Saturday, December 06, 2014
Friday, December 05, 2014
Hormones all around us
THERE is increasing concern, it seems, about the hormones in our meat and milk, but what about the hormones associated with kissing? Have we fully considered that risk?
The science is now there.
Researchers from Lafayette College in Pennsylvania have found that locking lips actually sparks an increase of hormones to the brain. Through a series of complex chemical processes, those involved in kissing were found to experience a combination of relaxation and excitement.
So, if, as some claim, hormones are not good for us in any way, shape or form, then perhaps for our own safety, kissing must not be allowed to happen.
Not surprisingly, most of the conversations I regularly get involved in as I travel around the country are about hormones in food. People think they want hormone-free everything, yet let us not forget that anything hormone free is not alive.
Misinformation and misunderstanding of the value of hormones to our everyday life have perpetuated the concern over hormones. Some of that has certainly been the result of activists and those attempting to remove technology and efficiency from the food production system. However, some also has been the result of misleading messages from a few in our own industry.
I recently received a note from a rancher in central Montana who was critical of me for publicly presenting the difference between natural and conventional beef. His point was that grass-fed, organic or natural beef are better because they don't have hormones.
The fact of the matter, though, is that a three-ounce serving of beef from an animal that has never been given estrogen-based hormones contains 1.39 nanograms (ng) of estrogen compared with 1.89 ng of estrogen in the same amount of conventionally produced beef from steers that have had two doses of estrogen-based hormones. The differences are basically insignificant.
The greater point for me is that hormone levels in beef and milk are actually considerably lower than some plant-based food sources, yet consumers don't seem at all concerned about that. Take, for example, a tablespoon of soybean oil, which contains 28,000 ng of estrogen. Four ounces of raw cabbage has 2,700 ng of estrogen, and four ounces of raw peas have 454 ng of estrogen.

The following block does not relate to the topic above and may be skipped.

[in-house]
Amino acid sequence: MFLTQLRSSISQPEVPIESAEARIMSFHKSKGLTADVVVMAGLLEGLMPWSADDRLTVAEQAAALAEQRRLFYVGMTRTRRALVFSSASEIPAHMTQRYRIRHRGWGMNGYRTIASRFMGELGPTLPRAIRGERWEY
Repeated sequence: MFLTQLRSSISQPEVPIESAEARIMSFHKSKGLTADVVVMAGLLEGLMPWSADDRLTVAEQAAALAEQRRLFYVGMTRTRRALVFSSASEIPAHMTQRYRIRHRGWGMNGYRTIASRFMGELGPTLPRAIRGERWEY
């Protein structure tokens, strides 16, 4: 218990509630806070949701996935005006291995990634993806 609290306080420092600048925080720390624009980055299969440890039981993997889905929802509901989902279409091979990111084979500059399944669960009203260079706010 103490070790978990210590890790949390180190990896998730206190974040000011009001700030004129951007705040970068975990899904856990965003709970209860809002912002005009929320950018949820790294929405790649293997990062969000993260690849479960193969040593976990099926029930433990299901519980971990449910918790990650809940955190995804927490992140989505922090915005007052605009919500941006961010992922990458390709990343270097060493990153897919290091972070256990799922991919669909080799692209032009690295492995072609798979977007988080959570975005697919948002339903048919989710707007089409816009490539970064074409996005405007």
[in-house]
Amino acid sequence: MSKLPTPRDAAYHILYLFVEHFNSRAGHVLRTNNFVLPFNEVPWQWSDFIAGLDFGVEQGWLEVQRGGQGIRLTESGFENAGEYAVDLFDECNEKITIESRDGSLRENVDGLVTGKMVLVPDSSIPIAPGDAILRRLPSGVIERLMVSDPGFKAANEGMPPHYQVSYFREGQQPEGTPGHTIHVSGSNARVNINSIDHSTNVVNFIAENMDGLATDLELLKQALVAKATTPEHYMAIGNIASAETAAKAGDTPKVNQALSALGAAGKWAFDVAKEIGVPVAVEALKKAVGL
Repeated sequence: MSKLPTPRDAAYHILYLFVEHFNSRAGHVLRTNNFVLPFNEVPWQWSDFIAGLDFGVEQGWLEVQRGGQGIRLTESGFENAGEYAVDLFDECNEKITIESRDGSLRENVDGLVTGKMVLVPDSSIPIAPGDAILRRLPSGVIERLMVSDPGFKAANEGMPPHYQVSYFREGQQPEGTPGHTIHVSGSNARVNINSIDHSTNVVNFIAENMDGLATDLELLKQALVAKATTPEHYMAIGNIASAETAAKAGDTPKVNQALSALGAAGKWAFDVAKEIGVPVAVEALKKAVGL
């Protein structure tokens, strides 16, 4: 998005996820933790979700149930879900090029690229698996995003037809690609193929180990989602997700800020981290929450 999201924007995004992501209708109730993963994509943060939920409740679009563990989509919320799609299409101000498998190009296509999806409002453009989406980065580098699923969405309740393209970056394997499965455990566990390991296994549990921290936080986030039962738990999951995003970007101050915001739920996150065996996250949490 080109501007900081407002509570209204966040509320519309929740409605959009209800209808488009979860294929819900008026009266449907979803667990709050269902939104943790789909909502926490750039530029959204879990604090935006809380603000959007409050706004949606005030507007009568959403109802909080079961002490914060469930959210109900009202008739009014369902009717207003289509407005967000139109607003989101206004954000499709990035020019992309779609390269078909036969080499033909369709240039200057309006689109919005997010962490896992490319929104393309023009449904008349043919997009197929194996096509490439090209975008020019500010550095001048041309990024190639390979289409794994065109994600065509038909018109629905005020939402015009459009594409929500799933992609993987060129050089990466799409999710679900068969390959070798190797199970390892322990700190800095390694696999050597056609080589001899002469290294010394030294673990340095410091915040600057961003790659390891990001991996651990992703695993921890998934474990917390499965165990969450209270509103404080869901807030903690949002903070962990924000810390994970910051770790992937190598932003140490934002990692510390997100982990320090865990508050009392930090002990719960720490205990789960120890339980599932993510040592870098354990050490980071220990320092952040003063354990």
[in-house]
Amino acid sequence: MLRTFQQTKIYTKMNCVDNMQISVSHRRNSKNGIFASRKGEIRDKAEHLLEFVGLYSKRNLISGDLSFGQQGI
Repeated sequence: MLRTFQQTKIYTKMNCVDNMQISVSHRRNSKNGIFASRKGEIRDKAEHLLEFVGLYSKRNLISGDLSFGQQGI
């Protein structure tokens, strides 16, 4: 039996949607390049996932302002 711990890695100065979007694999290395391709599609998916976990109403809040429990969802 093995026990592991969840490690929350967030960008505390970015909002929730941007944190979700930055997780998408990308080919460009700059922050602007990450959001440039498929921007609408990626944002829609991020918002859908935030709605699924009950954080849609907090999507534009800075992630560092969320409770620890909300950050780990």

So, I ask, how can we in animal agriculture continue to complain about the "misinformed" consumer when far too often, people within our own industry are guilty of supplying bad information? I would hope it is a matter of them simply being misinformed and that they are not knowingly putting the entire industry at risk for their personal financial gain.
While it is human nature to want to avoid chemicals and hormones and things we don't truly understand, it is also not wise to do so without the factual knowledge that there is any associated risk.
The researchers from Lafayette College have shown us yet another way hormones regularly improve our lives. That is straight from my lips to yours. Now, take it from your lips to consumers you encounter along the way each day.
It is important to recognize that many common foods naturally contain estrogen (or phytoestrogen in plants) at levels hundreds or thousands of times higher than the levels in dairy or beef products that come from animals given estrogen hormones.
In addition, estrogen levels in dairy and beef products from hormone-treated animals are essentially the same as products from untreated animals.
The following are some such comparisons:
* 4 ounces of beef from steer given hormones: 1.6 ng of estrogen
* 4 ounces of beef from untreated steer: 1.2 ng of estrogen
* 4 ounces of beef from non-pregnant heifer: 1.5 ng of estrogen
* 4 ounces of raw cabbage: 2,700 ng of estrogen
* 4 ounces of raw peas: 454 ng of estrogen
* 3 ounces of soybean oil: 168,000 ng of estrogen
* 3.5 ounces of soy protein concentrate: 102,000 ng of estrogen
* 3 ounces of milk from cow given recombinant bovine somatotropin (rbST): 11 ng of estrogen
* 3 ounces of milk from non-rbST-treated cow: 11 ng of estrogen* Average level in a woman of childbearing age: 480,000 ng of estrogen
Wednesday, December 03, 2014
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